What is the prevalence of pneumococcal infection in children?

Updated: Jun 08, 2020
  • Author: ; Chief Editor: John L Brusch, MD, FACP  more...
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In developing countries, pneumococcus remains the most common and important disease-causing organism in infants. Although exact numbers are difficult to obtain, it is estimated that pneumococcal infections are responsible for more than one million of the 2.6 million annual deaths due to acute respiratory infection in children younger than 5 years. Case fatality rates associated with invasive disease vary widely but can approach and surpass 50% and are greatest in patients with meningitis; one quarter to more than one half of those who survive develop long-term sequelae of infection. [36, 38]

Estimates of pneumococcal disease in Gambian children show high rates of infection in the first year of life (≥500 per 100,000 children). [39] Latin American studies also show a particularly high risk in infants younger than 6 months, and children in southern India have higher rates of colonization at younger ages compared with US children, according to US clinical studies. Some particular populations, such as indigenous Australians and minority Israeli persons, also have disproportionately higher rates of disease, similar to the native Alaskan and native Indian populations in the United States, although determining the role of socioeconomic factors in the higher incidence of disease in these populations is difficult. [39]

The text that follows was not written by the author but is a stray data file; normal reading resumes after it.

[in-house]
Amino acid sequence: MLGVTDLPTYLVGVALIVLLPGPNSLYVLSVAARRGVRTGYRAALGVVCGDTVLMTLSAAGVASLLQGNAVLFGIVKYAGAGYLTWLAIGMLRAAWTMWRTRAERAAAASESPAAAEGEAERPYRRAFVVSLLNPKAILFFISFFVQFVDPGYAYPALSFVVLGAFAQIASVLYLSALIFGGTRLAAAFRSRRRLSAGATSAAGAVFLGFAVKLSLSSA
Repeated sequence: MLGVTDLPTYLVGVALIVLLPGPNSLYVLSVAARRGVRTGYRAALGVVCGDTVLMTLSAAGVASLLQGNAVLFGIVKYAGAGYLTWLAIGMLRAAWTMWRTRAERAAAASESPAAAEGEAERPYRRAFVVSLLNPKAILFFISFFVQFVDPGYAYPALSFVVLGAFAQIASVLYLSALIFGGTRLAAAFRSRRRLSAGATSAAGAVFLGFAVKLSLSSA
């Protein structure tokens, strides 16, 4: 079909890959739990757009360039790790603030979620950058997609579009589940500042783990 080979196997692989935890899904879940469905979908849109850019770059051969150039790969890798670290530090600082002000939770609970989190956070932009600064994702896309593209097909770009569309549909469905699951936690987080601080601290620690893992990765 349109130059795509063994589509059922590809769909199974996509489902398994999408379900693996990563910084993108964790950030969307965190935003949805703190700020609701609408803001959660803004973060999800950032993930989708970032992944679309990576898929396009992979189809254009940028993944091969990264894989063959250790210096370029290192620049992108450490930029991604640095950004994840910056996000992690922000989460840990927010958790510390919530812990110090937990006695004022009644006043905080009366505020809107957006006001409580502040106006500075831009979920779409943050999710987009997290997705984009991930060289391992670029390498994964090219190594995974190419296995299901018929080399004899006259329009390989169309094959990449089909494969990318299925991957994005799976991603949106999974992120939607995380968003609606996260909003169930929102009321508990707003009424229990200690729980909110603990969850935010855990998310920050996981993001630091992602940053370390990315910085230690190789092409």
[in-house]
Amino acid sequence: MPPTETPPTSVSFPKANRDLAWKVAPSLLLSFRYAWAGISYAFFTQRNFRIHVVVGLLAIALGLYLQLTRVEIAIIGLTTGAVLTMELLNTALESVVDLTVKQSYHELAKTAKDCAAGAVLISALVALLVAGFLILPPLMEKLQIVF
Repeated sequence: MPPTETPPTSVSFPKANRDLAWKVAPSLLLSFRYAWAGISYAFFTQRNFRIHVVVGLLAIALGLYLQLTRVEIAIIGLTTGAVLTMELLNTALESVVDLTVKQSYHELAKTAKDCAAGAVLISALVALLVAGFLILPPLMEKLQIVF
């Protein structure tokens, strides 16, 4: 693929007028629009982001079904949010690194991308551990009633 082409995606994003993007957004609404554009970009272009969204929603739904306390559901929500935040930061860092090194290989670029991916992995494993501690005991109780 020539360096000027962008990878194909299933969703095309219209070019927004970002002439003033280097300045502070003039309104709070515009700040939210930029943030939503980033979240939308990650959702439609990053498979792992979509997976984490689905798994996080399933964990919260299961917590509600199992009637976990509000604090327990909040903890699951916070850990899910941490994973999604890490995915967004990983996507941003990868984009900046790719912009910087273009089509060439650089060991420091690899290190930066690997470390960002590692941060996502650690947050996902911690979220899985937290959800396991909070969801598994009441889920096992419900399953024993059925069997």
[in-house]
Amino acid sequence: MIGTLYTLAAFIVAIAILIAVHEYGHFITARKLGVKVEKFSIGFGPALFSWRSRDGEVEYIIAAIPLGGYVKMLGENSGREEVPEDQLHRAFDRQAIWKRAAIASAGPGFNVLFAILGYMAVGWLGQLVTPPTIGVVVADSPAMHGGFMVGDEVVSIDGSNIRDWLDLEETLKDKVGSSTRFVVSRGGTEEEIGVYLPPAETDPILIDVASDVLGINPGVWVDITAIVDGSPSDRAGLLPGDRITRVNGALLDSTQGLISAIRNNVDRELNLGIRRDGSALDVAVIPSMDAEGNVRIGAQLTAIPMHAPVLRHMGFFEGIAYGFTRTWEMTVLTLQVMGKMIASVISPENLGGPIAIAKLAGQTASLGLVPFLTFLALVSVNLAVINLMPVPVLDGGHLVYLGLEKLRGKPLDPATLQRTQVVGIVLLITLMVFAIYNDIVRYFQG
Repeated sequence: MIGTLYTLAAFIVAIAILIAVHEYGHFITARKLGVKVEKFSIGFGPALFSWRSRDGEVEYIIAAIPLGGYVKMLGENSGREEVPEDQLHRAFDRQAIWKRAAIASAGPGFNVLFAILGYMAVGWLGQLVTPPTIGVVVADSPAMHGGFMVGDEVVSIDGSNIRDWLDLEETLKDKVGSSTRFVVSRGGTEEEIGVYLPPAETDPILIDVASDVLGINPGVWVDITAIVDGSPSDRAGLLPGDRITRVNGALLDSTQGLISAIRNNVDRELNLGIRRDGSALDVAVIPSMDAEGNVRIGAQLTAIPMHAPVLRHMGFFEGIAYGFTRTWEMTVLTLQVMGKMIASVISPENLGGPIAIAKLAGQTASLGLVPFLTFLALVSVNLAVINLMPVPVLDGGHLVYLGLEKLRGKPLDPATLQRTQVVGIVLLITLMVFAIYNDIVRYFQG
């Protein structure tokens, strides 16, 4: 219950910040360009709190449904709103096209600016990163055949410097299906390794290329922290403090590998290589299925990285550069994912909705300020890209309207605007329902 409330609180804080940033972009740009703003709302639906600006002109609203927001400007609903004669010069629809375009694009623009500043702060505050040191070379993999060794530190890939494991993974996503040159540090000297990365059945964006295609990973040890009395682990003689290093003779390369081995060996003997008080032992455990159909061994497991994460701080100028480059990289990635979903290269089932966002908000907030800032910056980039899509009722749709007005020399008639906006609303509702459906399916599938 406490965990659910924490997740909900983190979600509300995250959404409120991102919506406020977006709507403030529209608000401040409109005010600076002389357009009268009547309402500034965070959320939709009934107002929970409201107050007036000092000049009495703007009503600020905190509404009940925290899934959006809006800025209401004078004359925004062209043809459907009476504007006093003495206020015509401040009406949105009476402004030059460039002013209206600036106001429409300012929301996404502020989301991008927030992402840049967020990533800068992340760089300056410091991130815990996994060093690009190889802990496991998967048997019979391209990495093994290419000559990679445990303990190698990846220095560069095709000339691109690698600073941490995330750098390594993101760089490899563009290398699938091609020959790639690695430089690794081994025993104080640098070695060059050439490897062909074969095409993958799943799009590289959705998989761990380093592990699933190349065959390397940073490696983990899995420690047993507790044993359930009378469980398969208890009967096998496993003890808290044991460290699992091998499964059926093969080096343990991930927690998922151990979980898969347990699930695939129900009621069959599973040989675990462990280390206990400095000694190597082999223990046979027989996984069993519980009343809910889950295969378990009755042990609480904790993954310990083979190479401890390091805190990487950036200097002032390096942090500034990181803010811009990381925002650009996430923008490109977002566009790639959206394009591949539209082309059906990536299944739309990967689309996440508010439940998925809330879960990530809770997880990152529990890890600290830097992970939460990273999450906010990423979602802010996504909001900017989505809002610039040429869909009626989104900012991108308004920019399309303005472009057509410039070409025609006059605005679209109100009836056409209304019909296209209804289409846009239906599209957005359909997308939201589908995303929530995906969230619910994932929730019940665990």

In Europe, children younger than 2 years constitute the population most at risk for pneumococcal infection, with rates decreasing with age. The overall incidence of invasive disease is estimated to be somewhat lower in Europe (14 per 100,000 persons in Germany vs 35.8 per 100,000 persons in England vs 45.3 per 100,000 persons in Finland vs 90 per 100,000 persons in Spain vs 235 per 100,000 persons in the United States), although many have postulated that this may be due in part to the more liberal blood-culture collection practices in the American health care system. [39, 36]

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